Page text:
IN FIRST PERSON
To hell and back
Schizophrenia is an illness most people would rather not recognise. SAVITA talks about her battle with it.
I WAS 14-years-old when Jim Morrison started talking to me. This was in 1982 and Morrison had been dead for well over a decade. His poster would make critical remarks about my attire and Dave Gilmour and Roger Waters would howl in laughter. They were all on my wall.
Janis (Joplin) wasn't so bad, she was a schizophrenic like me so, with her, it was a question of being kindred spirits. Everyone who was talking in an undertone had to be talking, usually ill, about me. Every one who was looking my way had to be thinking ill of me. Anyone who talked to my mom or dad had to be complaining about me.
I wrote a song called "Paranoid"; it went: "Running down the highway/Fell into a well/Couldn't escape from the mire/A prisoner of the spell. The world goes on above you/You're all alone again/Sit back, revel and cry, my friend/You'll never escape the pain. Tears fall (plop) into the well/Your head is beating, your heart feels empty/Terror freezes me and Sandy/I feel so nice and dandy." Terror and suspicion were eating the soul right out of my life. It didn't seem worth living; anyway you looked at it.
Things came to a head just short of my 16th birthday. I had a fight with my friends. It was surprising I had any friends left at all, the psychiatrist said things seemed to be getting tougher, which was a sweet way of saying they were bloody hopeless. Photos were screaming at me to die Amitabh Bachchan was telling me to jump in front of every bus I saw) and 30-storeyed buildings beckoned me to jump from their top. My final day of reckoning arrived. A night tanked up on heroin, fights with two different sets of friends, the psychiatrist unable to help, and Morrison telling me very persuasively, "Come on baby, light my fire" was enough for me. I stepped out of my fourth-floor balcony and landed with most of my bones broken. The sad part was that I was still alive.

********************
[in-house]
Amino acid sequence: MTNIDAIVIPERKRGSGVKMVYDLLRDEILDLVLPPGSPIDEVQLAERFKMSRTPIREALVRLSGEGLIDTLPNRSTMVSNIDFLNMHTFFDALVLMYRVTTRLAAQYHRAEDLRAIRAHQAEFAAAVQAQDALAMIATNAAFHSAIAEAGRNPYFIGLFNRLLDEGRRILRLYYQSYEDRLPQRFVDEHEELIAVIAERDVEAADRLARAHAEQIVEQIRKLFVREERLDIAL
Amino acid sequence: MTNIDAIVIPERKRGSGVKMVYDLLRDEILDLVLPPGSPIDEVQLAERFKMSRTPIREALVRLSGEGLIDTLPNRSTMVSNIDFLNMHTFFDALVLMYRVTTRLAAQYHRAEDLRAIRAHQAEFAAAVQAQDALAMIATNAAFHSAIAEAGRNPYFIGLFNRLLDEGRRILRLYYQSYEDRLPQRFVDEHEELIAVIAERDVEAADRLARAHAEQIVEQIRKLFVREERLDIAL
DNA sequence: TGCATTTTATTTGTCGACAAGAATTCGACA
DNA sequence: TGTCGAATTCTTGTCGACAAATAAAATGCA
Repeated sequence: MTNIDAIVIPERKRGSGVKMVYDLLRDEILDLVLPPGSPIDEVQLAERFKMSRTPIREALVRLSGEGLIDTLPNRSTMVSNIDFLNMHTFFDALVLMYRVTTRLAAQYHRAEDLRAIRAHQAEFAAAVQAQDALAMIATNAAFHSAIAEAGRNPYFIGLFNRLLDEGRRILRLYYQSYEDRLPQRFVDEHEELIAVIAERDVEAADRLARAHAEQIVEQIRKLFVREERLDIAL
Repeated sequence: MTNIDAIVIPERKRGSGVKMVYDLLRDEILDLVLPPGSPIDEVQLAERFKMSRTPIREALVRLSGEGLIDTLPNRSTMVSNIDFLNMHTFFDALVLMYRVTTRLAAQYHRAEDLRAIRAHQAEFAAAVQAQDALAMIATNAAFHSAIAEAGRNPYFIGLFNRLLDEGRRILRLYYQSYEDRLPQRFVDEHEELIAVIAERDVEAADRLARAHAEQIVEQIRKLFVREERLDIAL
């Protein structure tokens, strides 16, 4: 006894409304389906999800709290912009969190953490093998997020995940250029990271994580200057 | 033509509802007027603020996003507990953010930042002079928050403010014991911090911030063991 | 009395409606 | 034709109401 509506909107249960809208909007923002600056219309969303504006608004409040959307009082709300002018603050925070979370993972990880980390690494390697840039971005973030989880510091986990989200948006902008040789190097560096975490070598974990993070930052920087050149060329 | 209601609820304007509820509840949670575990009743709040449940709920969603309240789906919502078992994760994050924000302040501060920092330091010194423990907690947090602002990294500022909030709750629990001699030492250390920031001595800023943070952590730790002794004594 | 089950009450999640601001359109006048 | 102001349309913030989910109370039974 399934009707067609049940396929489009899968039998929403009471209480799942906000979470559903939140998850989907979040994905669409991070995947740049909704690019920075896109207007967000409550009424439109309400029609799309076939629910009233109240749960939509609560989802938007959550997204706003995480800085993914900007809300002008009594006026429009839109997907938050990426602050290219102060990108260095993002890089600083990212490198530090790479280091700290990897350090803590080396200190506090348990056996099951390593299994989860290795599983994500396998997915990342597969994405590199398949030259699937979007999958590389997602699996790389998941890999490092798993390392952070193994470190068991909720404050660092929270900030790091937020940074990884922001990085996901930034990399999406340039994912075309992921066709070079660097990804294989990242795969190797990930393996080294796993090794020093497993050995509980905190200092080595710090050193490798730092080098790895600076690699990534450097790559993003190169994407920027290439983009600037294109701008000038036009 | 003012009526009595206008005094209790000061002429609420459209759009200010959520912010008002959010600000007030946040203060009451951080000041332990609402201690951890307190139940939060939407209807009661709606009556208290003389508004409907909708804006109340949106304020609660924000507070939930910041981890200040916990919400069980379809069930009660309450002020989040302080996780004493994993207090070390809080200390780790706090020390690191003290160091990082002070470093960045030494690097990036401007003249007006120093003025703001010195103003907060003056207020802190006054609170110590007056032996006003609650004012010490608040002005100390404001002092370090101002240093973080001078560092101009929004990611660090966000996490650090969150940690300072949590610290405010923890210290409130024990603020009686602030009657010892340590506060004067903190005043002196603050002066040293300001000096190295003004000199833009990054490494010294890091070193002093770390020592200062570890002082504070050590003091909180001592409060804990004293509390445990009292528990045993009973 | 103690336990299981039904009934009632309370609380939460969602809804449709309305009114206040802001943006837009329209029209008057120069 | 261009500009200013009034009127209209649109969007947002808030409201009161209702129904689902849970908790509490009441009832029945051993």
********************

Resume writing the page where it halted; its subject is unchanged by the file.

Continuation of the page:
A three-year road to recovery was paved with hurdles and minor miracles: some came with water from Lourdes, another friend, a Parsi, with no news from me, found herself near a Fire Temple praying for me, my mother was discovered by a homeopath who put me on the road to physical recovery and it seemed good to be alive. But I missed my medicines every two days and we were back at square one. I was still occasionally attempting suicide twice or thrice a year.
Then I started thinking. If no one else was going to help me out, there had to be someone. And, that someone had to be me. I was the only person who had to live with me and I couldn't go on hating myself. Whoever created me, even if it was merely Darwinian evolution, must have done so with a purpose in mind. If all the past had been bad and no one would deny how rotten it had been it did NOT stand to reason that things would continue to go from bad to worse. The psychiatric drugs now available are good. My academic record was brilliant and what I chose to make of my life was left to me.
Thus, here I am. I am now 36-years-old; I have no job; that doesn't mean I'll never have one. I have no one to live for, but I do have myself. My lecturers love me, my psychiatrist believes in me and my music teacher thinks I am the next Lennon- McCartney. That is a good enough beginning for me.
I am still taking medicines, and will be for a long time, but my psychiatrist tells me I am on the road to recovery. Pictures and voices no longer talk to me, if people laugh at me behind my back, well, that is their lookout. All I am concerned with is living this day and the next; for now, the future will take care of itself. For today and I hope, forever, I am not and will never be again, a paranoid schizophrenic.
For further details, contact SCARF 044-26153971; 044- 26151073 and SNEHA 044-2835 2345.
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